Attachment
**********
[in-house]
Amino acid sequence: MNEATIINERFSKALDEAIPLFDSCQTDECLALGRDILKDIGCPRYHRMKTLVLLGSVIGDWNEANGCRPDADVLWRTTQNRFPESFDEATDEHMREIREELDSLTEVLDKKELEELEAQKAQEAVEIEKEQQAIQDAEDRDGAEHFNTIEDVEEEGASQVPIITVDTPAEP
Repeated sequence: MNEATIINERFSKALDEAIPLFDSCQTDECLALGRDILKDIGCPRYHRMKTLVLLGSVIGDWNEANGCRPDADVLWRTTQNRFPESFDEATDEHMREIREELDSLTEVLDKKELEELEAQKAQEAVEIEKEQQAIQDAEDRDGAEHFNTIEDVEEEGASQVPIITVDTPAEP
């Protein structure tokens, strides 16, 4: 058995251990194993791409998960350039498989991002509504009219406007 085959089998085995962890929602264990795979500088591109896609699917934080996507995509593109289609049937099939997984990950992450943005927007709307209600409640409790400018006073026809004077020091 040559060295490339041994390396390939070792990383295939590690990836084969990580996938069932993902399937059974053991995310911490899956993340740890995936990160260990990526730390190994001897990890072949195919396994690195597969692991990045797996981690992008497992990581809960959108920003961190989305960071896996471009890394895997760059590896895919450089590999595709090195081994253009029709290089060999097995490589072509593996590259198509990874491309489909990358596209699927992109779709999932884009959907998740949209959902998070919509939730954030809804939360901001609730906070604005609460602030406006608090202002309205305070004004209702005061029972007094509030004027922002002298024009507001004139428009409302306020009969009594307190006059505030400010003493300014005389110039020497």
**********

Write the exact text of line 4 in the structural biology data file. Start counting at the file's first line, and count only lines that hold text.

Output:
């Protein structure tokens, strides 16, 4: 058995251990194993791409998960350039498989991002509504009219406007 085959089998085995962890929602264990795979500088591109896609699917934080996507995509593109289609049937099939997984990950992450943005927007709307209600409640409790400018006073026809004077020091 040559060295490339041994390396390939070792990383295939590690990836084969990580996938069932993902399937059974053991995310911490899956993340740890995936990160260990990526730390190994001897990890072949195919396994690195597969692991990045797996981690992008497992990581809960959108920003961190989305960071896996471009890394895997760059590896895919450089590999595709090195081994253009029709290089060999097995490589072509593996590259198509990874491309489909990358596209699927992109779709999932884009959907998740949209959902998070919509939730954030809804939360901001609730906070604005609460602030406006608090202002309205305070004004209702005061029972007094509030004027922002002298024009507001004139428009409302306020009969009594307190006059505030400010003493300014005389110039020497």